What we don’t take into account often enough is the buying process, and this is what the buyer has to do to get our product or service in the doors, in the team, in their organisation. That is completely different to what we do as sellers. So the buying cycle is essentially what they need to do, the signatures that they need to get, the process, where they need to go to tender, whether there’s extra paperwork, whether they have to get 15 quotes no matter how obvious it is that they’re going to come work with us, whether they’ve got to get five quotes, whether they’ve got to bring in other people to do presentations to the board. Whatever they’ve got to do, we’ve got to uncover it because we’ve got to make that process as seamless, as easy for them as possible so that they stay with us along the selling, along the buying process without having to even look at anyone else.

Speaker 4:

I think the buying cycle of a company is in part set, unfortunately, more frequently by the organisation itself. They’ve got certain stipulations as to how they have to be qualified and what kinds of RFPs or purchase departments and etc. The bigger the deal, the bigger the sale, which is what I specialise in, the more people that are involved and the more steps that that has to take.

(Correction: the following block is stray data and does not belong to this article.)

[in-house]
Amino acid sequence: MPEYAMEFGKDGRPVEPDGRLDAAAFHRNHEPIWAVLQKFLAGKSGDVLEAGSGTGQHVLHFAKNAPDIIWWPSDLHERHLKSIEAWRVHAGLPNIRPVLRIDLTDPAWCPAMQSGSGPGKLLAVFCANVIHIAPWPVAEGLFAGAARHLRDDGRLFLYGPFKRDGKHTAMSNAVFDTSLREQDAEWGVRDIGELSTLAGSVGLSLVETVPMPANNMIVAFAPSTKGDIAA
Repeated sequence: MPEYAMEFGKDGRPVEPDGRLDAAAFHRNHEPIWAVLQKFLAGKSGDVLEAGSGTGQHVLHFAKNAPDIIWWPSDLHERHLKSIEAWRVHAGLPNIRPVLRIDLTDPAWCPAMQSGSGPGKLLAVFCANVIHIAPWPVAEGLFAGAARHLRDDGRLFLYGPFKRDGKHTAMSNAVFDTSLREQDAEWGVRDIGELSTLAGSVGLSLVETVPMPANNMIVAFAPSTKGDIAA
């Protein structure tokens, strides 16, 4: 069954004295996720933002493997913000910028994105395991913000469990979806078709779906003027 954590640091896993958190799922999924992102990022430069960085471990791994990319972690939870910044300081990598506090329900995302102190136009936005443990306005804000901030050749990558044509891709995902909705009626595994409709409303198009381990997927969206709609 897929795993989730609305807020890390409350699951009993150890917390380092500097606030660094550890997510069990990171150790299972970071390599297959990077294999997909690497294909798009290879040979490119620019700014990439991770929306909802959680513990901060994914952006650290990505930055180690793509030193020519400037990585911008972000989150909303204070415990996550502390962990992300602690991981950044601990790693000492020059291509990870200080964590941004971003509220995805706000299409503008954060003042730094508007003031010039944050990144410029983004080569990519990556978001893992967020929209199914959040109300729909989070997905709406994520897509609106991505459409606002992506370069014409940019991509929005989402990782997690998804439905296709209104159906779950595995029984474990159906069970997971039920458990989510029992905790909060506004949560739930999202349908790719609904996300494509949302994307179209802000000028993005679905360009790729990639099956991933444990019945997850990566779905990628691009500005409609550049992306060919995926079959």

Now, how do you jump that, which is really what I like to specialise in? Get to the higher level. What the higher level says is this. It’s fascinating that we have that process, and that process is for 95% of the things that we buy. This is an exception. The whole issue of the buying process is creating this sense that what you’re doing is an exception to what they have typically done. [inaudible] you don’t argue about it. You say, “You know what? I think that your buying process is phenomenal, whatever it is that you’re doing. This is an exception. We need to go into the fast lane, and here are the three reasons why or two reasons why this is a fast-lane exception.”